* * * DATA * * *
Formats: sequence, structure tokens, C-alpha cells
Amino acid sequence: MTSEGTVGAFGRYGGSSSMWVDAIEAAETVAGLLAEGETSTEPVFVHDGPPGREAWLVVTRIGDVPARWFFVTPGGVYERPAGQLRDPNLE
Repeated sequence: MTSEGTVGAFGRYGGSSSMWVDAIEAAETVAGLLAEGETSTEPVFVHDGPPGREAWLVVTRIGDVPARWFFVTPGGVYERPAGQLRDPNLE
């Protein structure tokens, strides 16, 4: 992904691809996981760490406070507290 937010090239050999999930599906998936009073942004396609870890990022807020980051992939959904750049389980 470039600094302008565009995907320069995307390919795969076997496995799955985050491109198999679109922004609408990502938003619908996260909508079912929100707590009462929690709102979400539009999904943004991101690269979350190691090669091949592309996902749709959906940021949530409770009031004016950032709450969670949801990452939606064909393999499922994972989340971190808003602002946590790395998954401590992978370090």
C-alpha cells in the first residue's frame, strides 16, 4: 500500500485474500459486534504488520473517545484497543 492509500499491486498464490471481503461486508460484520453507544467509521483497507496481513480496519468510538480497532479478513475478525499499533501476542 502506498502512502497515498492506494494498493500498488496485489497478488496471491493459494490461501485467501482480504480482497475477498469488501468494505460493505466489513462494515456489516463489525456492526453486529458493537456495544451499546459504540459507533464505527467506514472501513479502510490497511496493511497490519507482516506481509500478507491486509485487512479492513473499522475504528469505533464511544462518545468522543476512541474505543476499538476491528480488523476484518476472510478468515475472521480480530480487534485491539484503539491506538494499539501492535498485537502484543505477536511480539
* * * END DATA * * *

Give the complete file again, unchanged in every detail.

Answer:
Formats: sequence, structure tokens, C-alpha cells
Amino acid sequence: MTSEGTVGAFGRYGGSSSMWVDAIEAAETVAGLLAEGETSTEPVFVHDGPPGREAWLVVTRIGDVPARWFFVTPGGVYERPAGQLRDPNLE
Repeated sequence: MTSEGTVGAFGRYGGSSSMWVDAIEAAETVAGLLAEGETSTEPVFVHDGPPGREAWLVVTRIGDVPARWFFVTPGGVYERPAGQLRDPNLE
């Protein structure tokens, strides 16, 4: 992904691809996981760490406070507290 937010090239050999999930599906998936009073942004396609870890990022807020980051992939959904750049389980 470039600094302008565009995907320069995307390919795969076997496995799955985050491109198999679109922004609408990502938003619908996260909508079912929100707590009462929690709102979400539009999904943004991101690269979350190691090669091949592309996902749709959906940021949530409770009031004016950032709450969670949801990452939606064909393999499922994972989340971190808003602002946590790395998954401590992978370090």
C-alpha cells in the first residue's frame, strides 16, 4: 500500500485474500459486534504488520473517545484497543 492509500499491486498464490471481503461486508460484520453507544467509521483497507496481513480496519468510538480497532479478513475478525499499533501476542 502506498502512502497515498492506494494498493500498488496485489497478488496471491493459494490461501485467501482480504480482497475477498469488501468494505460493505466489513462494515456489516463489525456492526453486529458493537456495544451499546459504540459507533464505527467506514472501513479502510490497511496493511497490519507482516506481509500478507491486509485487512479492513473499522475504528469505533464511544462518545468522543476512541474505543476499538476491528480488523476484518476472510478468515475472521480480530480487534485491539484503539491506538494499539501492535498485537502484543505477536511480539